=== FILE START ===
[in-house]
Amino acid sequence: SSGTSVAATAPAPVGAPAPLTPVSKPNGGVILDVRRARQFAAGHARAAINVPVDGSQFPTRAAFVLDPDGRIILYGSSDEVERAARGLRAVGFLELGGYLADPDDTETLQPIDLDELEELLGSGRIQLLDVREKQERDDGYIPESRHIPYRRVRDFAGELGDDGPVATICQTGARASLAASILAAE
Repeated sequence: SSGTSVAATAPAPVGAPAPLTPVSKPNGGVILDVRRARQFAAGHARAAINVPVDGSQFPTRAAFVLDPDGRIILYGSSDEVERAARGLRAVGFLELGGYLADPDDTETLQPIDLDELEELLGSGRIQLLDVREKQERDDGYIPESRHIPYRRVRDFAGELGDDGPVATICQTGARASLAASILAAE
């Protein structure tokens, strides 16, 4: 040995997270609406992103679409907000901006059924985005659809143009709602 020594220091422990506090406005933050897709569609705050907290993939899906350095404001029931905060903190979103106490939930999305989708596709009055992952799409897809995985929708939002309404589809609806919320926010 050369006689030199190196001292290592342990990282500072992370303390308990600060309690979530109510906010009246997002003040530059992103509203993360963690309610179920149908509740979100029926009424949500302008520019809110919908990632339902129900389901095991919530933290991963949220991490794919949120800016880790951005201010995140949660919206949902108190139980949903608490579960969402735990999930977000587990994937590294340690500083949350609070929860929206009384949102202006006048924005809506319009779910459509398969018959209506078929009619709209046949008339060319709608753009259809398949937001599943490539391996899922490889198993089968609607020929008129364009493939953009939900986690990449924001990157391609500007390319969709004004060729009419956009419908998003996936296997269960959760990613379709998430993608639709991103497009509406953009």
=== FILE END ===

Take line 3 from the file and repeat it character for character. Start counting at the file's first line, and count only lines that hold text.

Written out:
Repeated sequence: SSGTSVAATAPAPVGAPAPLTPVSKPNGGVILDVRRARQFAAGHARAAINVPVDGSQFPTRAAFVLDPDGRIILYGSSDEVERAARGLRAVGFLELGGYLADPDDTETLQPIDLDELEELLGSGRIQLLDVREKQERDDGYIPESRHIPYRRVRDFAGELGDDGPVATICQTGARASLAASILAAE